Sunday, August 01, 2010

Parable of the Minas (6) Economic Power

The parable exposes a flaw in secular capitalism, especially when in collusion with political power. The people watching were surprised at the king’s treatment of his servant, and especially that he gave the mina to the one with ten.

Master, he has ten minas already (Luke 19:27).
This was a good question. The Kings answer is surprising.
I tell you that to everyone who has, more will be given, but as for the one who has nothing, even what he has will be taken away (Luke 19:26).
We must remember that these words were not spoken by God, but by a corrupt king who reaped where he did not sow and took out where he had not put. The king took words that Jesus had spoken in a different context and twisted for his purpose (this shows Jesus skill as a storyteller). Jesus spoke these works earlier in a gospel context after telling the parable of the sower to explain that those who received the gospel would receive greater spiritual insight, while those who rejected the gospel would harden their hearts. The king takes those words, which were true in a spiritual context, and uses them to justify injustice.

In the worldly system, the political powers collude with the economic powers, and sometimes with the religious authorities for mutual benefit. Those who have wealth will gain more and more. Those who have nothing, often lose what they have to misfortune and economic manipulation. This has happened again and again throughout history.

Zacchaeus is a perfect example of the problem exposed by the parable. A tax collector had to pay for the privilege from the aristocratic families who colluded with the Roman authorities in managing the affairs of the region. Because he had much, Zacchaeus could purchase a position that allowed him to gain even greater wealth. His success in extracting taxes would have led to him being promoted to his position of chief tax collector. This was the way the system worked. Those who could pay for privilege gained greater privileges. At the same time, those who had little or nothing, were lost most of what they had. If they refused to pay, or were unable to pay, the soldiers would come in an steal their livestock and destroy their home. Those with nothing would lose even what they had.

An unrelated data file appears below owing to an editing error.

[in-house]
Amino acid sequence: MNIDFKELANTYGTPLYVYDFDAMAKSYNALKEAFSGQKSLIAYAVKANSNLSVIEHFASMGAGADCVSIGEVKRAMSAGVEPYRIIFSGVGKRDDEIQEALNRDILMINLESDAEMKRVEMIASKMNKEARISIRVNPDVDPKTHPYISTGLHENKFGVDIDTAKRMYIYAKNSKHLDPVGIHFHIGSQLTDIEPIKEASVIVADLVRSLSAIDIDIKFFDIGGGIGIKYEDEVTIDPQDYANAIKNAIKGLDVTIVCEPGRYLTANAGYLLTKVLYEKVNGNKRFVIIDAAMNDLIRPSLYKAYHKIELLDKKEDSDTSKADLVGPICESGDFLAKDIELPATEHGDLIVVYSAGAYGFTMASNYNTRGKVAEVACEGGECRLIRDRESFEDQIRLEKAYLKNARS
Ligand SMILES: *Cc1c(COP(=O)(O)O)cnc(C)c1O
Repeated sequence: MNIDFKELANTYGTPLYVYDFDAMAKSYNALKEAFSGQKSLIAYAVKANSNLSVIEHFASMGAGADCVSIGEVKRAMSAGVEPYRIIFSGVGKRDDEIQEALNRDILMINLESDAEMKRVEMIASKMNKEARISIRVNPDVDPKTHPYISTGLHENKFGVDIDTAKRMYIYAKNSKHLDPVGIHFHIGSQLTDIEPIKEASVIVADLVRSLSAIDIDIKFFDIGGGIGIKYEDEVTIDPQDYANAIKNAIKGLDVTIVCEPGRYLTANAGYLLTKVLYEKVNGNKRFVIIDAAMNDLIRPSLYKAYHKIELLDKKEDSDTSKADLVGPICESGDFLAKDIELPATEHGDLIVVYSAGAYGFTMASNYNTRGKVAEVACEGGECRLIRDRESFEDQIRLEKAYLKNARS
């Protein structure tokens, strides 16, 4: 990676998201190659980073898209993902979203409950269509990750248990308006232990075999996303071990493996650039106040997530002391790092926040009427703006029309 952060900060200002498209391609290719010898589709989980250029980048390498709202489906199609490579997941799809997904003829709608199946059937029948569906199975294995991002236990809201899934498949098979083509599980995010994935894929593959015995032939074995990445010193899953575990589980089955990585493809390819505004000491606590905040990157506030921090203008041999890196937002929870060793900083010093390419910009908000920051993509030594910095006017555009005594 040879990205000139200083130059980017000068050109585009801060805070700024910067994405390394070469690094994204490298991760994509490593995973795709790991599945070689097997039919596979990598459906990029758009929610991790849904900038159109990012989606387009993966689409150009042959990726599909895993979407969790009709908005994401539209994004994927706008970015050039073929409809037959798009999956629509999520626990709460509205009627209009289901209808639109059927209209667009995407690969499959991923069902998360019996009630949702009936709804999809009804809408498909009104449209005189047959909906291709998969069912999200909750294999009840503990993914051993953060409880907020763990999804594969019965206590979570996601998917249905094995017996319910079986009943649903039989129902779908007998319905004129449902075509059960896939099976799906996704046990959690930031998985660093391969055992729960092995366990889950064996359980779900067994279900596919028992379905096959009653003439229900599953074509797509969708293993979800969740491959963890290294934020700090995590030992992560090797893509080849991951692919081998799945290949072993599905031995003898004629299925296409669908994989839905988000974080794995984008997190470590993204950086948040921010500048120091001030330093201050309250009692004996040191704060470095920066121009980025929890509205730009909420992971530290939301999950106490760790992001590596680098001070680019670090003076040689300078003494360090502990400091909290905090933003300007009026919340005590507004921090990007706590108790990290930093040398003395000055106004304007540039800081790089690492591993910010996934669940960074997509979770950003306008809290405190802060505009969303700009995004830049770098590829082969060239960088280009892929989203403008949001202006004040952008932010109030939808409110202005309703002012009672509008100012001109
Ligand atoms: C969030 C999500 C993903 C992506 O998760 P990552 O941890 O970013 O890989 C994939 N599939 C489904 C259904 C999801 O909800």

This has happened again and again throughout history. Those who have wealth have gained more and more. Those who have nothing, often lose what they have to misfortune and economic or political manipulation.

This is why the biblical teaching about sharing is important. Without that countervailing tendency, secular capitalism results in unfair distributions of income. Those with much can easily gain more. Those with less slip further behind. The trickle up is more effective than the trickle down. Paul explained God’s will.
Our desire is not that others might be relieved while you are hard pressed, but that there might be equality (2 Cor 8:13).
God does want those who have much to get more and those who little to get less. He prefers the opposite; that everyone should have what they need and no one should have more than they need. This is not a justification for state-enforced income redistribution. The Parable of the Minas exposes the dangers of state power.

Zacchaeus also illustrates God’s solution to the problem. It was not democratic socialism. Rather, Zacchaeus repaid everything he had stolen, and gave away half of what he owned. This type of radical give is the proper response to the kingdom. Generous giving will prevent the twisted words of the wicked king being fulfilled. As many Christian follow Zacchaeus’ example, the opposite will be true.
Those who have much will give much.
Those who have nothing will be given more.
I will develop these thoughts next week in a series of posts called secular capitalism.

1 comment:

lovemercytruth said...

Thank you for the new understanding - can't wait for next week :) . . . .